Keonie Moore: So, I love herbal medicine and certainly I would be making that a cornerstone of any kind of treatment for Graves disease. So, yes, I tend to take approach of looking at yes, okay, lemon balm, motherwort, specifically, are two of my favourite herbs for hyperthyroidism. And particularly motherwort is going to help with those palpitations as well, but then we also need to take a more generalist approach with the immune system. Hemidesmus, rehmannia, and then in combination with withania. Withania and rehmannia are two of my favourites because they’re the adaptogens as well as really going to be helping with those immune responses.
Tara Nelson: Yeah so, bugleweed, motherwort, things like lemon balm. I employ things like hemidesmus, rehmannia for Graves disease, so working on that, you know autoimmune side of things.
Particularly bugleweed and motherwort work on - they’re anti-thyroid blockers. So, perhaps it would be interesting to see Denise’s tests around that time, that perhaps her thyroid hormones were already at a reduced state or in range and she’s just, she didn’t need them anymore.
So again, that’s where testing is very important. And we are lucky when someone is working with with a GP or endocrinologist with Graves disease or hypothyroidism and they’re put on those anti-thyroid blocking medication - well PTU is another one, they will be tested every pretty much 6-8 weeks, if not every 4 weeks. So perhaps that her thyroid hormones, her T4 and T3, had come into range and it was suppressing them even more. So she was possibly flipping over to the hypo side.
And this is where we do have to be really careful and where testing does come in. We really want to see what’s going on because yeah, those therapeutic agents and our herbs are very affective at reducing the thyroid hormone.
Danny Urbinder: And should be treated like a medication-
Tara Nelson: Absolutely-
Danny Urbinder: Because they’re not like nutrient supplements where you have them every day-
Tara Nelson: Yes-
Danny Urbinder: And you just think you’re managing your thyroid.
Tara Nelson: Yeah, yeah. We’re very lucky to have those herbs in our toolkit if you’re a herbalist to use, because they are highly effective in, in really supporting Graves disease and hyperthyroidism.
Danny Urbinder: I wanted to know if there were any other important therapeutic considerations for treating the Graves disease patient. Interestingly, both Keonie Moore and Tara Nelson had similar thoughts.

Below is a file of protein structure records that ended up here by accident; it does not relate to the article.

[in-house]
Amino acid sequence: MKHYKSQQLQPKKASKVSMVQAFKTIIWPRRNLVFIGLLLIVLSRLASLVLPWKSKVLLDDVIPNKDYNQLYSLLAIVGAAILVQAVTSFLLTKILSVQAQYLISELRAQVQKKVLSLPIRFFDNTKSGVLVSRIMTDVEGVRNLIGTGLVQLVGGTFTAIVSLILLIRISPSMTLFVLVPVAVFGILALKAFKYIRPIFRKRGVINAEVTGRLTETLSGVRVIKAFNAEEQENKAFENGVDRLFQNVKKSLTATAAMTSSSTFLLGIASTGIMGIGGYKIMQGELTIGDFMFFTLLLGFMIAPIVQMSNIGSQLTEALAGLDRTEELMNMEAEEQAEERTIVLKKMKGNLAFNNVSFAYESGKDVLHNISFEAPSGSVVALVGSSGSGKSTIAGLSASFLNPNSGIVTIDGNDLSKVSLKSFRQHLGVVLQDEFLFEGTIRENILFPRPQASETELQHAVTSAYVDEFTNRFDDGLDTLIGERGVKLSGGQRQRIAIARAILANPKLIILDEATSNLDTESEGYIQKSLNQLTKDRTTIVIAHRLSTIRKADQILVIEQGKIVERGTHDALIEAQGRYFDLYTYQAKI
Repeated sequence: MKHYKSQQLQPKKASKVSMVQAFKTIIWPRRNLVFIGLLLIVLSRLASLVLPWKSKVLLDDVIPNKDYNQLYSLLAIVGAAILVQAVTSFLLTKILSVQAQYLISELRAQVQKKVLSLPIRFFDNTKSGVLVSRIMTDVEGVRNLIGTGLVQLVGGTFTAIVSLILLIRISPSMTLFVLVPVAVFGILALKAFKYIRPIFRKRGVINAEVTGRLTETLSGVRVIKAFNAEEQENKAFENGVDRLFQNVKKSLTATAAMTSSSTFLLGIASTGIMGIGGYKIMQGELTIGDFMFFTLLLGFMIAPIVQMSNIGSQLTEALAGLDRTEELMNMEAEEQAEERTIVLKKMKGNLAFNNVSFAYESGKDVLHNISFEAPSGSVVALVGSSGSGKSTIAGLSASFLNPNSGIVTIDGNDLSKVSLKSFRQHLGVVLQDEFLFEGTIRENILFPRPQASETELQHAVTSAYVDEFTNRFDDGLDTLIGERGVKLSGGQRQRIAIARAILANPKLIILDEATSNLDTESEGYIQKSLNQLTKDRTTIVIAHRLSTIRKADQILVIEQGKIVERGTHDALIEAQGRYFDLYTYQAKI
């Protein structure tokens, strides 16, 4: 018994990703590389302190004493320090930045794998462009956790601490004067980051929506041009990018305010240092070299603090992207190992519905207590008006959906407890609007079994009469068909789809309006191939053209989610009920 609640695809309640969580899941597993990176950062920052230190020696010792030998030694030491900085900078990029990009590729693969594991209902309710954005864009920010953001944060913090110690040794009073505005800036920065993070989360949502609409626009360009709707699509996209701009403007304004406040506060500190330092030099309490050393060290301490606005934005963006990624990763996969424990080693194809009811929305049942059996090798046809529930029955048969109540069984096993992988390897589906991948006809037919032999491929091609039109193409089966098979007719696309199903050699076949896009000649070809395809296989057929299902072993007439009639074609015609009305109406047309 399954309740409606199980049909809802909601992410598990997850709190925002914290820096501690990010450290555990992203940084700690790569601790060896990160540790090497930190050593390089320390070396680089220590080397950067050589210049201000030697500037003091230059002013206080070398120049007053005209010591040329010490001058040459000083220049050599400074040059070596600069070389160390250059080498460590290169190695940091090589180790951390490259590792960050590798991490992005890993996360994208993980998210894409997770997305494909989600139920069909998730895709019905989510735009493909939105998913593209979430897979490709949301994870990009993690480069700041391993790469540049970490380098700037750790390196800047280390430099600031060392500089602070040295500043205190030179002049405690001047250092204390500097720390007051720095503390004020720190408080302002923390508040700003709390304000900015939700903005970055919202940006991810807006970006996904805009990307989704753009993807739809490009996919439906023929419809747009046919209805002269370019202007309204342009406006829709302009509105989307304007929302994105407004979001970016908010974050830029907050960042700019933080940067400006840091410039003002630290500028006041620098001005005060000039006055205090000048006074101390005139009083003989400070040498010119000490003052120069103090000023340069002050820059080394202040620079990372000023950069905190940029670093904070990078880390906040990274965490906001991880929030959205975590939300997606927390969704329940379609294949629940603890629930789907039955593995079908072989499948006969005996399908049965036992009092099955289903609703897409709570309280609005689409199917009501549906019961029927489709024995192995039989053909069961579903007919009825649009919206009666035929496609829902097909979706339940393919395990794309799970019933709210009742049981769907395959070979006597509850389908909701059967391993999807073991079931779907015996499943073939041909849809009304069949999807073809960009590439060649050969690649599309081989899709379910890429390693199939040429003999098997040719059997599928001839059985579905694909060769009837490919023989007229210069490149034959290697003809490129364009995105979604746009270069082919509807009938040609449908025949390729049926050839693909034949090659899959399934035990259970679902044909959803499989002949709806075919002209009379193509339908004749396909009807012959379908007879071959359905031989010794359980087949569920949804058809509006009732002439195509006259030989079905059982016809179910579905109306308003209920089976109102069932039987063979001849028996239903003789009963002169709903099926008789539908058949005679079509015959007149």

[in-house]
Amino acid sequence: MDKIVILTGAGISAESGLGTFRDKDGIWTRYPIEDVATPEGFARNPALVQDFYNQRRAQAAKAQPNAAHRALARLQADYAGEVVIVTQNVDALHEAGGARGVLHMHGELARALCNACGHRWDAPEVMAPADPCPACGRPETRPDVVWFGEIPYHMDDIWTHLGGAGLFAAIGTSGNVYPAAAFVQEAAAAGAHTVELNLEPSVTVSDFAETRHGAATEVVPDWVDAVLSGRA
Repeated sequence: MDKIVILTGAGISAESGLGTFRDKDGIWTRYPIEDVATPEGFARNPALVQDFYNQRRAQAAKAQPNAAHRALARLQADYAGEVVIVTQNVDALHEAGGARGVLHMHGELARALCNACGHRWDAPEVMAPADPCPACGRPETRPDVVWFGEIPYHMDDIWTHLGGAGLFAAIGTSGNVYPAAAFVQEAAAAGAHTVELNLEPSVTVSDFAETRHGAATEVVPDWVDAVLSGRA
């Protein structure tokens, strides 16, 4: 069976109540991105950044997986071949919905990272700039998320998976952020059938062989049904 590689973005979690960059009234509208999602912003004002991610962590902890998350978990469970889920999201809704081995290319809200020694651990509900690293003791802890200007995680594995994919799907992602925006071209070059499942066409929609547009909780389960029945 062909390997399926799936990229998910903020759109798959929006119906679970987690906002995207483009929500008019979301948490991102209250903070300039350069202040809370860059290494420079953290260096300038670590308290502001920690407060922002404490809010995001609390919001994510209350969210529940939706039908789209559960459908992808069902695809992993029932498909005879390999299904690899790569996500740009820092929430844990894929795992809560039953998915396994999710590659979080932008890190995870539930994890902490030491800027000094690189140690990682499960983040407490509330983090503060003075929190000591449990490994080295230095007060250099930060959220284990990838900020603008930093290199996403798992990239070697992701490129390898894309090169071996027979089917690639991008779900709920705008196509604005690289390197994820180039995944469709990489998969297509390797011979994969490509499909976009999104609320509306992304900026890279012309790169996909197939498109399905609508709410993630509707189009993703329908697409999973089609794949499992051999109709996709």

Keonie Moore: The only other thing that, I guess I do tend to use is acetyl-l carnitine. Particularly with Graves there’s really good, I guess evidence for that but just clinically I’ve really seen how - from a fatigue point of view - how much improvement that you get from that inclusion as well.
Danny Urbinder: And is that addressing the mitochondria sort of energy, metabolism aspect of the condition?
Keonie Moore: Yeah, the literature tends to focus on the depletion of carnitine from the muscle tissue that happens as a consequence of the Graves disease and having that elevated basal metabolic rate and repletion of that definitely helps in terms of muscle tone. But, it actually has been shown to reduce the symptoms of Graves as well. So, I think there’s more to be understood about that relationship.
Danny Urbinder: I’m sure there is yeah, but it sounds like that burning through of nutrients to that high metabolic rate is a big issue that needs to be addressed.
Keonie Moore: Exactly.
Danny Urbinder: Yeah, yeah.
Tara Nelson: L-Carnitine has been found to be very low in thyroid - sorry Graves patients and it’s - hyperthyroidism increases you know the urinary excretion of carnitine and it actually is a peripheral antagonist of thyroid hormone production. And it inhibits the entry of thyroid hormones into the mucus of cells. So, I bring that in as a thyroid hormone antagonist.
So around about the 2000-3000mg a day, can help to actually block - work with our anti-thyroid blocking medications - to block thyroid hormone production. So it’s a really nice one. Really good in Graves disease because we're seeing those really high thyroid hormones.